The issue of the degree of control exercised on an independent contractor was recently considered by the Industrial Court in the case of Noor Asilah Binti Abdull Rahman v Columbia Asia Sdn Bhd (Award No. 2019/2019).
The Claimant, Noor Asilah binti Abdull Rahman had entered into a Resident Consultant Agreement (“Consultant Agreement”) with Columbia Asia Sdn Bhd (“Company”) to practise as a Resident Consultant Anaesthetist. Upon expiry of the Consultant Agreement, the Company exercised its discretion not to renew it.
Despite the express provisions of the Consultant Agreement which stipulated that the Claimant was an independent contractor, the Claimant proceeded with a claim for unfair dismissal on the premise that the non-renewal of the Consultant Agreement amounted to a dismissal and this alleged dismissal was without just cause and excuse.
To support her contention that she was an employee, the Claimant relied heavily on the alleged element of control that the Company apparently held over the Claimant which was in the form of the requirement to comply with and to abide by the by-laws, rules, regulations, policies, and non-medical or surgical procedures as expressly set out in the Consultant Agreement.
The Industrial Court found that the alleged control by the Company arose out of the legitimate exercise of the contractual rights spelt out in the Consultant Agreement and the Claimant was not subject to any control beyond the terms prescribed in the Consultant Agreement which rendered her an employee.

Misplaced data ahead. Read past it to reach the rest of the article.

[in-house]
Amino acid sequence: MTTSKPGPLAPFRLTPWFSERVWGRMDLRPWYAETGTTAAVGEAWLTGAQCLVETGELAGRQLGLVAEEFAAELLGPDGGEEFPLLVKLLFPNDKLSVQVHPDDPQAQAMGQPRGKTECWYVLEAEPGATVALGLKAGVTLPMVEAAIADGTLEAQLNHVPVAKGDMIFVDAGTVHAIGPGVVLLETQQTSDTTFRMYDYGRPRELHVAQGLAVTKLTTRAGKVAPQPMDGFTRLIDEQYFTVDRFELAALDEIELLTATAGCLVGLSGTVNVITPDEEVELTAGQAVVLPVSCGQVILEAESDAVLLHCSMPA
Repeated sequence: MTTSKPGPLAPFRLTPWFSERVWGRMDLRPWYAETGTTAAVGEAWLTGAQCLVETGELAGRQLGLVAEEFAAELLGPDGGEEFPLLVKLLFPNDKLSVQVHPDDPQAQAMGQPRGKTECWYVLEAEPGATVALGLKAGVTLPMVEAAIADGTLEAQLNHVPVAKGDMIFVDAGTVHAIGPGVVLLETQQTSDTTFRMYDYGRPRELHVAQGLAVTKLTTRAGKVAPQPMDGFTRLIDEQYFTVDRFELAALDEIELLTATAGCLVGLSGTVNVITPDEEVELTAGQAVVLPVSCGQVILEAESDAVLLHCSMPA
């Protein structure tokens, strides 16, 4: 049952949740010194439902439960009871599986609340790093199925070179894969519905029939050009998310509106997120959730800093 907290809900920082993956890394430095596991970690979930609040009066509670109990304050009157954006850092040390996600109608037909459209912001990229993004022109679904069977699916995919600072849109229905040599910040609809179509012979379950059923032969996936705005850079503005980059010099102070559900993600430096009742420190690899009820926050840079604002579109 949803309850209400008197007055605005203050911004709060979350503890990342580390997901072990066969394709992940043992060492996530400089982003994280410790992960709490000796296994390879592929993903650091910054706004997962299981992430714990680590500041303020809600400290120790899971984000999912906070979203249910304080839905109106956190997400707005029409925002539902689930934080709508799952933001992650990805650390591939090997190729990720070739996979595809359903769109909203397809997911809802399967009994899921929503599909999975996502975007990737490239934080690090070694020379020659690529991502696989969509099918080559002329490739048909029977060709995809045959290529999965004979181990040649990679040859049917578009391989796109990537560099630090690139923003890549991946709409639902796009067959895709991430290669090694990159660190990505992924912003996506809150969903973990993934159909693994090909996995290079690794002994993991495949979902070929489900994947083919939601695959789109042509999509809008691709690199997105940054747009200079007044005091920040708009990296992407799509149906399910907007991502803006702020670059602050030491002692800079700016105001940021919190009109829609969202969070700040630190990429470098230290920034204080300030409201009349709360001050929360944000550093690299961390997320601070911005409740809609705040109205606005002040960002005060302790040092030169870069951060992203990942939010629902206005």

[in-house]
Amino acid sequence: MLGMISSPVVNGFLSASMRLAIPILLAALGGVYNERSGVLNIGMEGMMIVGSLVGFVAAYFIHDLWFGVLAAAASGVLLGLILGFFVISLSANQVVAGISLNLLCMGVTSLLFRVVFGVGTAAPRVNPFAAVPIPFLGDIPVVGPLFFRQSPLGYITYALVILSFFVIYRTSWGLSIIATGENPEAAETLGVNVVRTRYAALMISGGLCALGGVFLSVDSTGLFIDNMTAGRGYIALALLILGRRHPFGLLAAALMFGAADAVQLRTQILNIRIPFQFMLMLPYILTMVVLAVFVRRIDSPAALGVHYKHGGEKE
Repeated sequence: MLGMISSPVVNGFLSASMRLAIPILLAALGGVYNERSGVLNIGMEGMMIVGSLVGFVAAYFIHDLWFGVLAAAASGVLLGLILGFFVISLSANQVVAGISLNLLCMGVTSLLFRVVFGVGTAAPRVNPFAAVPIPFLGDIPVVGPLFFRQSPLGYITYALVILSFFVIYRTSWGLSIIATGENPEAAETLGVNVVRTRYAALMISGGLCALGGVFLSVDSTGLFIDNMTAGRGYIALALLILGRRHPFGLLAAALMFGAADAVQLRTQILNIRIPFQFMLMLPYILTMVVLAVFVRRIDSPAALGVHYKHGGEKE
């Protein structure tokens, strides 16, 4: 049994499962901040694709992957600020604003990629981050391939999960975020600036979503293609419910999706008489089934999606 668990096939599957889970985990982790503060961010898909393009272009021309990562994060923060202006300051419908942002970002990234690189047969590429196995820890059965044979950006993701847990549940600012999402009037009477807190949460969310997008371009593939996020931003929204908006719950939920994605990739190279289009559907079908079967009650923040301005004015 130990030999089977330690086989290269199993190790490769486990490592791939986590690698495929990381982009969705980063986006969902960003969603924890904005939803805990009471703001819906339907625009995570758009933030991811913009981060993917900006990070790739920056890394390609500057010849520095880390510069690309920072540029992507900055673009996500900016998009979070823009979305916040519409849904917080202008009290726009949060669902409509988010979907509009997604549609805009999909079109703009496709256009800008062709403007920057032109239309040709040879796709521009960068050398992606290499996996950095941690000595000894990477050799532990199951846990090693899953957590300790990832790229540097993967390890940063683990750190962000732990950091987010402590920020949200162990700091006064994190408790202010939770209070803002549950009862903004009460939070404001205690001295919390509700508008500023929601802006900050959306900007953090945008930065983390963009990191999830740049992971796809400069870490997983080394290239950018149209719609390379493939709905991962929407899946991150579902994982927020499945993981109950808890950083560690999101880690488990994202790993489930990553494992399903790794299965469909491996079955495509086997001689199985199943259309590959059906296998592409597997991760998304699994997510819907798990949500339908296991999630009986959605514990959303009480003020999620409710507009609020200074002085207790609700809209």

The Industrial Court also took into account the non-payment of contributions to the Employees Provident Fund (EPF) and other statutory contributions as stipulated in the Consultant Agreement, duly agreed and accepted by the Claimant, which clearly sets the boundaries of the relationship between the Company and the Claimant where the Claimant was always regarded as an independent contractor.
Another strong fact that the Industrial Court considered was that the Company had never issued any EA Form (which is usually issued to all employees) to the Claimant and that the Claimant had filed Form B (as a resident who carries on business) for her tax assessment. This clearly suggested that the Claimant was carrying on her own business as opposed to being an employee.
Hence, the Industrial Court found that the Claimant was not a workman but an independent contractor under a contract for services which was not renewed. Accordingly, the Claimant was not entitled to avail herself of the statutory provision under Section 20 of the Industrial Relations Act 1967.
As to the manner in which the Company dealt with the Claimant at the expiration of the Consultant Agreement, the Industrial Court held that it was an exercise that ought to be left to the sole discretion of the Company in considering the suitability of the Claimant to continue providing services.
Accordingly, the Industrial Court decided in favour of the Company and dismissed the Claimant’s claim on 11th July 2019.